PROFESSOR KIRMAN'S PROMISING JOURNEY
Alan Kirman, professor emeritus of Economics at the University of Aix-Marseille III and the Ecole des Hautes Etudes en Sciences Sociales. He is also a member of the Institut Universitaire de France.
He posts (29 August) on Evonomics HERE
“Although in fields such as statistical physics, ecology and social psychology it is now widely accepted that systems of interacting individuals will not have the sort of behaviour that corresponds to that of one average or typical particle or individual, this has not had much effect on economics. Whilst those disciplines moved on to study the emergence of non-linear dynamics as a result of the complex interaction between individuals, economists relentlessly insisted on basing their analysis on that of rational optimising individuals behaving as if they were acting in isolation. Indeed, this is the basic paradigm on which modern economic theory and our standard economic models are based.. It dates from Adam Smith’s (1776) notion of the Invisible Hand which suggested that when individuals are left, insofar as possible. to their own devices, the economy will self organise into a state which has satisfactory welfare properties.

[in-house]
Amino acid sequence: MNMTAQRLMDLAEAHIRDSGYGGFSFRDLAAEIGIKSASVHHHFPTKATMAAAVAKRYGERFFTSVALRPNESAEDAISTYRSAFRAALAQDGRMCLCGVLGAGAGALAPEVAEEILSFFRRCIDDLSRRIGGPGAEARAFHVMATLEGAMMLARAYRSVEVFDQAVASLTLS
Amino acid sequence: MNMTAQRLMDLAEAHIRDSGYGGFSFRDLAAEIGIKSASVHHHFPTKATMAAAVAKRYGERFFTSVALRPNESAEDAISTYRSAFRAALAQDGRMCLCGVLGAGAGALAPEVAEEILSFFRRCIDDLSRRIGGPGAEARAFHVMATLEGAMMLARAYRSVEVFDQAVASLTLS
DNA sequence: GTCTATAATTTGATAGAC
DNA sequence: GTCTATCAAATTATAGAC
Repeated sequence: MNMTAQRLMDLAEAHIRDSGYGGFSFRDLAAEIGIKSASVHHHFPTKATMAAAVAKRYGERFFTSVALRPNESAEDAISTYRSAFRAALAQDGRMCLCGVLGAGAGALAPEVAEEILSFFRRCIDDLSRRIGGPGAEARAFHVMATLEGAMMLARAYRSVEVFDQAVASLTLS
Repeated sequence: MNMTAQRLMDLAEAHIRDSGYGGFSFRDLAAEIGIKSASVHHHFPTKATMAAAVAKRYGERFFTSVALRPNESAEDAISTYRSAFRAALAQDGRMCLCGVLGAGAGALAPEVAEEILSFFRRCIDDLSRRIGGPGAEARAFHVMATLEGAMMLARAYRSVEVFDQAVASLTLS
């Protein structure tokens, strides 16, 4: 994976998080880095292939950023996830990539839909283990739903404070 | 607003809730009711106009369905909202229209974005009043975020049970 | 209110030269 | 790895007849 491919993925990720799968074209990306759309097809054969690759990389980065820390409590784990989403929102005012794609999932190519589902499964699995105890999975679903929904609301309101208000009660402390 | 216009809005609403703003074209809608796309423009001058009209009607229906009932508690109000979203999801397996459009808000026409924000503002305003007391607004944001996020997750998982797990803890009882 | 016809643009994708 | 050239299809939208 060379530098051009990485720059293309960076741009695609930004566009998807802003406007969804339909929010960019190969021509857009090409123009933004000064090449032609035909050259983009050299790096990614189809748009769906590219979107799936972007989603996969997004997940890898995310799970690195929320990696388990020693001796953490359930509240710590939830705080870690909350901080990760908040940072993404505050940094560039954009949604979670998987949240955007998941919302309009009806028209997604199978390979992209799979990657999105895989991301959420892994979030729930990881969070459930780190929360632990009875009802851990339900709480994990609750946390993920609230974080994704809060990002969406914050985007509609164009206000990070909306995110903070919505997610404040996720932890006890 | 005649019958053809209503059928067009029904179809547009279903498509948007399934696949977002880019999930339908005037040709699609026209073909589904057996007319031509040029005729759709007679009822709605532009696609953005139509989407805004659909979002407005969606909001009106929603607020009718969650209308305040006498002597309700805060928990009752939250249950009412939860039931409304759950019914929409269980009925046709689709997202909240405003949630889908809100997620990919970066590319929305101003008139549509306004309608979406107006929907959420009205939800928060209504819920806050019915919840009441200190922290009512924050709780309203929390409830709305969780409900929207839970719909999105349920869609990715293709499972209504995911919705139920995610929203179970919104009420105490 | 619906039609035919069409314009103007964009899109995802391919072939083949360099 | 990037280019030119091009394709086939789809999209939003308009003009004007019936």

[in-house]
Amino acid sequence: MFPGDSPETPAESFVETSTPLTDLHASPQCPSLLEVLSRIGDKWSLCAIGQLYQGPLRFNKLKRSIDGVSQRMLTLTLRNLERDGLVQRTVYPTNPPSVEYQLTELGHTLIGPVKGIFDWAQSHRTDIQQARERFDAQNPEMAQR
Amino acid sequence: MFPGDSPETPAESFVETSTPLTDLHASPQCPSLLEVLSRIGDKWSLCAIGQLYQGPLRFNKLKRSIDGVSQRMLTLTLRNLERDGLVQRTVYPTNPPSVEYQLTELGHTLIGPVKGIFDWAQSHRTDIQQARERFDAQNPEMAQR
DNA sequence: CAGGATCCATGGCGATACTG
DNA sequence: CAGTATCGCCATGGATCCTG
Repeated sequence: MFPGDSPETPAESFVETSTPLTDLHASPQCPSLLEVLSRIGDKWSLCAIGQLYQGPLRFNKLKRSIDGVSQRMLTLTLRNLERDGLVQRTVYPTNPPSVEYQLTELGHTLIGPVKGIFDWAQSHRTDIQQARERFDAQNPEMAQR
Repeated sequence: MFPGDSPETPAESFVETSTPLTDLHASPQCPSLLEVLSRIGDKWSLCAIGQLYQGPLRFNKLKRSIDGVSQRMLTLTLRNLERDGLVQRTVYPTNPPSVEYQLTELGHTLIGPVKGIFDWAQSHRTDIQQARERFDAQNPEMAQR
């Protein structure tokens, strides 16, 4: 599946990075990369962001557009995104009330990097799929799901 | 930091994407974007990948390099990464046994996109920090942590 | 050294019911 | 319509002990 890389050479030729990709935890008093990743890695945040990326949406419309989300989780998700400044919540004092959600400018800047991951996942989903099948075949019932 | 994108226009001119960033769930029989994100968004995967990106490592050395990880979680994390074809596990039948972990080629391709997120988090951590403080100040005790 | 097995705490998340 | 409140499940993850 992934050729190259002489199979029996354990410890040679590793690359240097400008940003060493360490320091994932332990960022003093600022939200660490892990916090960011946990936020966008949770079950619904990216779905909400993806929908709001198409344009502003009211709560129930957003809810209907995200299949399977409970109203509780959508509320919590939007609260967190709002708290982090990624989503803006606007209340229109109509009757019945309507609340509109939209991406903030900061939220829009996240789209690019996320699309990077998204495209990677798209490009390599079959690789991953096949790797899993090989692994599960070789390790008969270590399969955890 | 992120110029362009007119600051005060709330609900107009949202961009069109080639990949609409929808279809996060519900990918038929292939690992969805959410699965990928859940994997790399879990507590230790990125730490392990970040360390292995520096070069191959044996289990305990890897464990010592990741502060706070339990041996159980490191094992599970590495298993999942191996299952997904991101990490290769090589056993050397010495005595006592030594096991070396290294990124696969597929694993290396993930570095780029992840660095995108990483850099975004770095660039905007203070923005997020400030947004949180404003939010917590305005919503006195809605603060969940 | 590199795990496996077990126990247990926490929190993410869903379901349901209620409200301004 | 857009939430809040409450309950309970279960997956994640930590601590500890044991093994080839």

Yet this paradigm is neither validated by empirical evidence nor does it have sound theoretical foundations. It has become an assumption. It has been the cornerstone of economic theory although the persistent arrival of major economic crises would seem to suggest that there are real problems with the analysis.”
I like the journey that Alan Kirman clearly is undertaking. My only quibble is his assertion that “Adam Smith’s (1776) notion of the Invisible Hand which suggested that when individuals are left, insofar as possible. to their own devices, the economy will self organise into a state which has satisfactory welfare properties.”
This reads something much more into Smith’s use of the metaphor of ‘an invisible hand’ than is justified by his exact reference in Wealth of Nations, Book IV) consistent with his teachings on Rhetoric in his Lectures on Rhetoric and Belles Lettres (1762-3; 1983, Oxford University Press).
There was no notion in Smith’s day of degrees of what is called ‘perfect competition’, nor of “satisfactory welfare properties” (Pareto, 20th century).
There certainly are “real problems with the analysis” prevalent in 21st century economics.